Admit it. When you were in college, you were tempted at least once to get involved in a Facebook or what’s app group chat as your psychology professor was lecturing about Erikson’s stages of life. Trust versus mistrust, intimacy versus isolation et cetera bullshit. YAWN. I will say this though because it is not fair. My psychology professor was amazing. He was not only funny but enormously likeable as well.
Admit it x 2. You were tempted at least once or multiple times to make financial decisions based on financial advice received from your brother in law, your hairdresser, your co-workers or worse, your broke friends. Let’s not forget your charming financial advisor. What about random people on social media?
But here’s the rub: making the right financial decisions on your own can be tough. The lack of financial literacy among Canadians sure does not help either. Unfortunately, this results in Canadians making wrong financial decisions again and again. And our retirements pay the price. Is this pleasant news? Definitely not. This, however, is not a fallacy either
Fortunately, there’s an alternative.
Every now and then, someone emails me and asks, “Urgen, what is the best money advice you have ever received?”
I tell them three things. I was advised to pay my debt, automate my savings and invest in index funds.
What about you, dear reader?
Were you advised to leave all your money in a savings account while earning zero % interest? Yes, some banks give you an egg if you have less than 5K in your savings account. Surprise. That’s why I grumble when I hear some of my friends and co-workers leaving all their money in a savings account.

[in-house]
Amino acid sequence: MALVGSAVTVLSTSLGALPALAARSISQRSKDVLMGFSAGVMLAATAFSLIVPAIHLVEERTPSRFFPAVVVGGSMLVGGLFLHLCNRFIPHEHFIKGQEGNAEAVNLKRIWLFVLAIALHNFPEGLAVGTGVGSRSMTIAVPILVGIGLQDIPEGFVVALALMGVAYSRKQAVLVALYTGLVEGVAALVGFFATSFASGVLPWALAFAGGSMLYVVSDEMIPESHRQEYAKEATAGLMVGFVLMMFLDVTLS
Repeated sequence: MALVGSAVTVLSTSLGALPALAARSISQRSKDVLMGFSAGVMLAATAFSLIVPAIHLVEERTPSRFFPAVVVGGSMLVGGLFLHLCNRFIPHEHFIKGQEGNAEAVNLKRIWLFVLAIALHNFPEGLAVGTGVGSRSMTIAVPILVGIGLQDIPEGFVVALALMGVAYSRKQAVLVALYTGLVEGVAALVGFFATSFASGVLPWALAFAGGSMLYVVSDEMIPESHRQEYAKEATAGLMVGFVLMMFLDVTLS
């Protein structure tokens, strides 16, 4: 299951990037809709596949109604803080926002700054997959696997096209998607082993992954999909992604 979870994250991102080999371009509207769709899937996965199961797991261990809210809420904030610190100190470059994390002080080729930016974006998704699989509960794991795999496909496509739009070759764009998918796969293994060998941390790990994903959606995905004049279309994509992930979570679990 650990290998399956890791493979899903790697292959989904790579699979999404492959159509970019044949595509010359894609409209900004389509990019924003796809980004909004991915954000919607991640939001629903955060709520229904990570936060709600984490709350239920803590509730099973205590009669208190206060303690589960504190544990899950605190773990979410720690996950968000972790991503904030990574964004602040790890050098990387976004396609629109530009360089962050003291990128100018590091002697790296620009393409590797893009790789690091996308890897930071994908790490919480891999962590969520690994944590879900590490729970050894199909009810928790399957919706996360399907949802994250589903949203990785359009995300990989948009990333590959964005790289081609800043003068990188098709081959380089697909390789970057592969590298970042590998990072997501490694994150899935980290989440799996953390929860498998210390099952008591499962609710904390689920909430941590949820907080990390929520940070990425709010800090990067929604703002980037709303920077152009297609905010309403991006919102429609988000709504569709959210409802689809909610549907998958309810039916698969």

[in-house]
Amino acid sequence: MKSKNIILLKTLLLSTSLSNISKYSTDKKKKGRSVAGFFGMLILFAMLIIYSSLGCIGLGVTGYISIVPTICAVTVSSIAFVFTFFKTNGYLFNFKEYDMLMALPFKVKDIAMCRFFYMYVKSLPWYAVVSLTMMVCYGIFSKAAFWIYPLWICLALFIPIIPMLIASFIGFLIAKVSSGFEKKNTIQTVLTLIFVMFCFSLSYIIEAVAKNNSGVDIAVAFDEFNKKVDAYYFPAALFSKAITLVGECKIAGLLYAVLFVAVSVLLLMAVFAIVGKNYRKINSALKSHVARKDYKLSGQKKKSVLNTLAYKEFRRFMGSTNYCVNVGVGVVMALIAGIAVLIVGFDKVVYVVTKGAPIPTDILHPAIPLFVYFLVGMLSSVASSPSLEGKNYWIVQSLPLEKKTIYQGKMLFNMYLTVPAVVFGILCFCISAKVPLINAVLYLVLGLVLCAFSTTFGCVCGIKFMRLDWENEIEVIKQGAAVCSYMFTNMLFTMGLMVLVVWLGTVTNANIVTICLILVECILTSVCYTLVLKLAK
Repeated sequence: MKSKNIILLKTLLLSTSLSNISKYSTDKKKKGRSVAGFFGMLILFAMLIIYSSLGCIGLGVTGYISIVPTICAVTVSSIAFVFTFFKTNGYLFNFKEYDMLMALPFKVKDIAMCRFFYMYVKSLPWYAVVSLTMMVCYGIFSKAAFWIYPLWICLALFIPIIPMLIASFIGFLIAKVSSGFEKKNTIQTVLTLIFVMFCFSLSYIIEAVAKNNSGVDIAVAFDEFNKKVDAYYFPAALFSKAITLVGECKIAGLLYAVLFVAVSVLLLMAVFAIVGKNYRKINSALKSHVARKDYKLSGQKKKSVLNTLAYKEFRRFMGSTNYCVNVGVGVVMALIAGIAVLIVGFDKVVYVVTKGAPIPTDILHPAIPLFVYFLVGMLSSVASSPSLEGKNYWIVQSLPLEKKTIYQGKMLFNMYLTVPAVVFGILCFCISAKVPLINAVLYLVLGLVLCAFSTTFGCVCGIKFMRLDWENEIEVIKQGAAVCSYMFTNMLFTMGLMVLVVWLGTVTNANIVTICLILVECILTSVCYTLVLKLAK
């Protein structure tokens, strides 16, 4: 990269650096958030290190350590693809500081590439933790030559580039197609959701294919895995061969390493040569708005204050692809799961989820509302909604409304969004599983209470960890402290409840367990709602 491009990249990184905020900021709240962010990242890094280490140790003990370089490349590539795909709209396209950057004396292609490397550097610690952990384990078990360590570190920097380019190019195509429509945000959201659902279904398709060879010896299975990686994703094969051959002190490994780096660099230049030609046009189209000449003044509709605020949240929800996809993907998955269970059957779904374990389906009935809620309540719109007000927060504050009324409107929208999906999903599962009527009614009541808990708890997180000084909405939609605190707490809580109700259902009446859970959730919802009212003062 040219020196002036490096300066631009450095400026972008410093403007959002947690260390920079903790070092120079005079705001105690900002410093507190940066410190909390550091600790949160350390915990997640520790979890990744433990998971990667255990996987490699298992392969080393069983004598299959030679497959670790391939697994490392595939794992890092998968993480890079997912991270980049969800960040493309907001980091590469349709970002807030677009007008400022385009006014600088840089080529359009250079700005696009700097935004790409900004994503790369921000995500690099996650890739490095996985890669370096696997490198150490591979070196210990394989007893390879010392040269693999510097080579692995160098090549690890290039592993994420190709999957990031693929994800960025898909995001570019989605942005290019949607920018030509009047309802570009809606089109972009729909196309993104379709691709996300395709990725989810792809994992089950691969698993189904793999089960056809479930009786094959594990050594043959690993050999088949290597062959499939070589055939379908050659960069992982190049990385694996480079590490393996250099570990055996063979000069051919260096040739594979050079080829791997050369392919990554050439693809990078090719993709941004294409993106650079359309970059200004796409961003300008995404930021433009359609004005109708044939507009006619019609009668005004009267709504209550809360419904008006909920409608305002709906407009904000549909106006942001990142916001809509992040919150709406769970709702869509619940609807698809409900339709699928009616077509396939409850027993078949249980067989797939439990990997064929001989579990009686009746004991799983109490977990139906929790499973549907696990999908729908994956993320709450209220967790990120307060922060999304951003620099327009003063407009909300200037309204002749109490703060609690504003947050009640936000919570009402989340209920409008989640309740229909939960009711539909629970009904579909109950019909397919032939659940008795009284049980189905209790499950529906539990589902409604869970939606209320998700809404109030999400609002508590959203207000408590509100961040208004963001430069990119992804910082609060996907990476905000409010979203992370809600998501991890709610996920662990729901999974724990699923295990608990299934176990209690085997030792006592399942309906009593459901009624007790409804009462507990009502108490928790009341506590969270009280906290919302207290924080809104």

Maybe you were told to buy mutual funds? Wrong. Mutual fund fees are mountainous in Canada. Maybe your parents are old school and told you to keep all your cash under your mattress LOL How about your financial advisor? Some advisors are brave enough to tell you they can make money by timing the stock market. They are fairy tales. No one can predict the stock market.
In sharp contrast, did your significant other told you to avoid credit card debt? She is a keeper. Maybe you were told to max out your TFSA (and RRSP if possible). Were you told to automate your savings? How about taking advantage of your employer’s defined benefit plan? Yum.
I have partnered with LowestRates.ca with their #MyMoneyAdvice contest. Let them know the best money advice you have ever received and you could win a MacBook.
No Strings Attached. Pinky promise.
The contest ends on October 15th, 2018 at 5p.m. EDT.